It's Only 12%

By Dr. Duru written for One-Twenty

January 31, 2006


"Did you hear the news?!?"
"No! What?" "Google's stock fell over 50 points tonight!" "Huh?!? What?!? Noooo way! I told you that company was a piece of junk! All those internet stocks are going right back to zero this year!"

And so the horror will spread acrosss the land. After much anticipation, Google tonight released its earnings report for the fourth quarter. While revenues fell within analyst expectations, the earnings missed by a country mile. I listened in on the conference call to get the story firsthand. Google's executives casually explained that the earnings miss was from taking a much bigger tax hit in the fourth quarter from a change in the mix of their international and domestic operations. If you listen closely, you will hear whispers in the air that all is still well with Google's business. But don't take it from me, read the report or listen to the conference call for yourself.

The headlines of point losses in afterhours trading will sound really scary until you break out the calculator. According to Nasdaq.com, Google hit a low of $358.25 after the earnings bomb dropped. That is a 17% collapse. By the time the panic was closed for the day, the stock sat at about $381 for a 12% loss. No, I do not mean to sound flip. We are talking some $15 or $16 billion in market cap and investor "wealth" here. But I just want to remind you faithful readers not to get lulled into the latest despair. You know that I have written a lot about Google, and I quickly went from bear to bull on both the business and the stock. I realize that the stock is at what seems like a stratospheric valuation, but I have full confidence that once the market gets its "sea legs," Google's stock will try once again to reach the lofty heights that all the analysts dream about. As long as the market chooses to focus on the negatives, I daresay we will see one big sale on Google shares.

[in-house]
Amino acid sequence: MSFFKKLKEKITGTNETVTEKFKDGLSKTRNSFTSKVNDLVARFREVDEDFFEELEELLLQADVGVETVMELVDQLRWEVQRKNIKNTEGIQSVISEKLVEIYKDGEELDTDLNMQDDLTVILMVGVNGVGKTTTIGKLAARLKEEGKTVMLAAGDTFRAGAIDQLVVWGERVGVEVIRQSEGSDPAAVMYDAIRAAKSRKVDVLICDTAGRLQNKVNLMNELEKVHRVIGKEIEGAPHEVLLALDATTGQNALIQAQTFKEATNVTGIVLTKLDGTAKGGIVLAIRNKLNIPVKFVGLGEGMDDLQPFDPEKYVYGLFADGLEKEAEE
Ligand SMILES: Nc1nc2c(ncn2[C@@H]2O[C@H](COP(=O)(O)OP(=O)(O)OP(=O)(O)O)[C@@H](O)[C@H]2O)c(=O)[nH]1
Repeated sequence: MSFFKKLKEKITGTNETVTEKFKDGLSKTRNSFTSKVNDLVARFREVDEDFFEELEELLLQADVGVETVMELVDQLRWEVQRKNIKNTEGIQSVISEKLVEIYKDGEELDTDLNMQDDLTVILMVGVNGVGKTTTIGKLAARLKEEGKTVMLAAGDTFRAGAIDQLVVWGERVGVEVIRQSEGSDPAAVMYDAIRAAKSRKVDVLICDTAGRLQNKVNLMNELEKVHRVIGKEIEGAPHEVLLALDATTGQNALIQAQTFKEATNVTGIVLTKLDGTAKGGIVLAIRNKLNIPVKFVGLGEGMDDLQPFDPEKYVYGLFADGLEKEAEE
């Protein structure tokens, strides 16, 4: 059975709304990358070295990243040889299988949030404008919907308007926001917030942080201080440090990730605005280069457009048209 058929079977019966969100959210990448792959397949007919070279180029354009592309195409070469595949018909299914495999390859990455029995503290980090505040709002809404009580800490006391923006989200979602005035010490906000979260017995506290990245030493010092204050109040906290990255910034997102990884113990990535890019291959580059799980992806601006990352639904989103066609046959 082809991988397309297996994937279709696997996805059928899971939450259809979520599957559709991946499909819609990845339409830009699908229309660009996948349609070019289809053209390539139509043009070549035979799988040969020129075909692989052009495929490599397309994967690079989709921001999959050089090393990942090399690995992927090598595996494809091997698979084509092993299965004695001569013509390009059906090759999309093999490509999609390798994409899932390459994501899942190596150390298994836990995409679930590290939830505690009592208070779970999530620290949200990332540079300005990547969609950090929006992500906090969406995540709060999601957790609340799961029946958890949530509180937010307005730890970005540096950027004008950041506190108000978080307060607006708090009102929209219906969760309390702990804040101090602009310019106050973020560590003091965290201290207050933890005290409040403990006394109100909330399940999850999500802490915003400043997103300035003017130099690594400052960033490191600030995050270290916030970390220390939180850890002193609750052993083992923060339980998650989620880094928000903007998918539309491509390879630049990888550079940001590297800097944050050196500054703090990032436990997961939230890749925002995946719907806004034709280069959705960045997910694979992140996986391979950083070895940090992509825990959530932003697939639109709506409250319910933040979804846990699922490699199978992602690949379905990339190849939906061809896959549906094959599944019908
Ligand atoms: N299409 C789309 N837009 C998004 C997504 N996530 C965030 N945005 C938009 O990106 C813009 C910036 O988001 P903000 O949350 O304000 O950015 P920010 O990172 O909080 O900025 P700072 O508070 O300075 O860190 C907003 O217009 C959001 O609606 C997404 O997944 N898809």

If you need any additional ports in the storm, just remember that Google missed expectations that they did not set. In fact, I do not even know why the Google executives affirmed that they "missed" earnings expectations. They do not give financial forecasts, and they did not do so this time around. Now that the bloodletting has begun, the analysts are left to make-up the numbers as they so choose again. I cannot wait to see what they come up with now.

In case you are interested, here are some tidbits I gleaned from the conference call:
  1. Reverse seasonality in UK advertising
  2. Blamed some complex formula with international operations for the abnormally high tax rate
  3. Google network growing a bit slower than Google.com - a trend that has been in place for some time. They are indifferent to which one grows. However GOOG.com has a higher profit contribution {MY COMMENT: hmmm...that's a bit of a concern...wouldn't you prefer traffic to concentrate in the most profitable buckets?!}
  4. International growth is far outpacing U.S. growth and should do so for the foreseeable future - investments being channeled there and a big focus for Google
  5. Made it clear that they are focused and primarily interested in internet-based advertising opportunities...all these rumors about getting into other forms of businesses are references to the "old war." Interested in partnering with traditional advertising, but not in competing directly in the business.
Note well...not a single analyst asked about click fraud, and the Google executives sure did not volunteer any information about it. This begs the question...is this scourge truly a threat to the internet advertising business model or not? Count on further churn over this issue...

Just remember to be careful out there!

DrDuru, 2006